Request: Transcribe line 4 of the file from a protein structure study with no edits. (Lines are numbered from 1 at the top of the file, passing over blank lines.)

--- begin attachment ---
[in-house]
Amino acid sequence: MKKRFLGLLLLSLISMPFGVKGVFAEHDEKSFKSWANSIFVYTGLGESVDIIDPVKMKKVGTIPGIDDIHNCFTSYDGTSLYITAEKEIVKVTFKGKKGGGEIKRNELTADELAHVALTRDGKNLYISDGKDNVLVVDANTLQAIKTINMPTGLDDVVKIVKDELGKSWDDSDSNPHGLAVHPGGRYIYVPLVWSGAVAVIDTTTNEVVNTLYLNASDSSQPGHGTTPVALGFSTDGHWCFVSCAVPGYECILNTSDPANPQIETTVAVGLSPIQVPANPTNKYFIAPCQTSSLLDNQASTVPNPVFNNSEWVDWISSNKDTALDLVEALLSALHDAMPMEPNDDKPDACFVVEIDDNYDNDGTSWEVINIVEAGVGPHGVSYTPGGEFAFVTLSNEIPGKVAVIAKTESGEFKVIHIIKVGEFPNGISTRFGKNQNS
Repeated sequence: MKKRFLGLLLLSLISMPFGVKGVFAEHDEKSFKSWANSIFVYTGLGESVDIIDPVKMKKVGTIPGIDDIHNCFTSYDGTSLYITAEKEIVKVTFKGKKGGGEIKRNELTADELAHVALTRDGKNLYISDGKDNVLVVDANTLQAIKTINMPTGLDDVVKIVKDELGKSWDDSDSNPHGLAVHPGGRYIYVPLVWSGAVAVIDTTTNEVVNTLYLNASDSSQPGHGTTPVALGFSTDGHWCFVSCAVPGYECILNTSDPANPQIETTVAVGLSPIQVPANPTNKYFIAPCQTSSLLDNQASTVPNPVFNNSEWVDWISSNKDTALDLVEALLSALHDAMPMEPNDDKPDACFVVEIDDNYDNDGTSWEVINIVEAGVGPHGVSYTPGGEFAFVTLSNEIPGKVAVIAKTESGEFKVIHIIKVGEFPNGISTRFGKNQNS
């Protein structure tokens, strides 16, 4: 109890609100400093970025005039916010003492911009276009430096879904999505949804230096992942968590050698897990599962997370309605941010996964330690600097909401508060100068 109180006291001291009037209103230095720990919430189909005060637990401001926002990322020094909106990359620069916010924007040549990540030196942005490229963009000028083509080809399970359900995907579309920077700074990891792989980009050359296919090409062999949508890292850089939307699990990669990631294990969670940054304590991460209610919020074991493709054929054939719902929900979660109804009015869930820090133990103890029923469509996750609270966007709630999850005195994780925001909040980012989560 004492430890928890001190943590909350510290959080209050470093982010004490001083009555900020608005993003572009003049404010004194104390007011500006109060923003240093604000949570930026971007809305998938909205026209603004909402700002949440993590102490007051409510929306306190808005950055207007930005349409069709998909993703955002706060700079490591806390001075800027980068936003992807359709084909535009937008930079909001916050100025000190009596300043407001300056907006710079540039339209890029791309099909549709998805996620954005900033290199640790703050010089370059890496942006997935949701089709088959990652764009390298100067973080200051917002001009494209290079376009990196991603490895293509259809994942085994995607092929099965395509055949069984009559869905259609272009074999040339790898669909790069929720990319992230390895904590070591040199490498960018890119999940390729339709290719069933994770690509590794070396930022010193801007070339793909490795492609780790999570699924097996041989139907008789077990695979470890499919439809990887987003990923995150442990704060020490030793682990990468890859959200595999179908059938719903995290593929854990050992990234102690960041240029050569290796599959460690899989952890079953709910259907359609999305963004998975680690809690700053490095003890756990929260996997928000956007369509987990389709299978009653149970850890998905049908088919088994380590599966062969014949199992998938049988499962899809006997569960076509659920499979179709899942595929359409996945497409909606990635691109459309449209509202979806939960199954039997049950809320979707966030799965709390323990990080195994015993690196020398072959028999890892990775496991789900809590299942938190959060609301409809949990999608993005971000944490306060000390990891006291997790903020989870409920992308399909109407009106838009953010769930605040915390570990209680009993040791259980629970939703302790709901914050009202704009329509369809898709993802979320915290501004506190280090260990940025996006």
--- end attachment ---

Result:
């Protein structure tokens, strides 16, 4: 109890609100400093970025005039916010003492911009276009430096879904999505949804230096992942968590050698897990599962997370309605941010996964330690600097909401508060100068 109180006291001291009037209103230095720990919430189909005060637990401001926002990322020094909106990359620069916010924007040549990540030196942005490229963009000028083509080809399970359900995907579309920077700074990891792989980009050359296919090409062999949508890292850089939307699990990669990631294990969670940054304590991460209610919020074991493709054929054939719902929900979660109804009015869930820090133990103890029923469509996750609270966007709630999850005195994780925001909040980012989560 004492430890928890001190943590909350510290959080209050470093982010004490001083009555900020608005993003572009003049404010004194104390007011500006109060923003240093604000949570930026971007809305998938909205026209603004909402700002949440993590102490007051409510929306306190808005950055207007930005349409069709998909993703955002706060700079490591806390001075800027980068936003992807359709084909535009937008930079909001916050100025000190009596300043407001300056907006710079540039339209890029791309099909549709998805996620954005900033290199640790703050010089370059890496942006997935949701089709088959990652764009390298100067973080200051917002001009494209290079376009990196991603490895293509259809994942085994995607092929099965395509055949069984009559869905259609272009074999040339790898669909790069929720990319992230390895904590070591040199490498960018890119999940390729339709290719069933994770690509590794070396930022010193801007070339793909490795492609780790999570699924097996041989139907008789077990695979470890499919439809990887987003990923995150442990704060020490030793682990990468890859959200595999179908059938719903995290593929854990050992990234102690960041240029050569290796599959460690899989952890079953709910259907359609999305963004998975680690809690700053490095003890756990929260996997928000956007369509987990389709299978009653149970850890998905049908088919088994380590599966062969014949199992998938049988499962899809006997569960076509659920499979179709899942595929359409996945497409909606990635691109459309449209509202979806939960199954039997049950809320979707966030799965709390323990990080195994015993690196020398072959028999890892990775496991789900809590299942938190959060609301409809949990999608993005971000944490306060000390990891006291997790903020989870409920992308399909109407009106838009953010769930605040915390570990209680009993040791259980629970939703302790709901914050009202704009329509369809898709993802979320915290501004506190280090260990940025996006």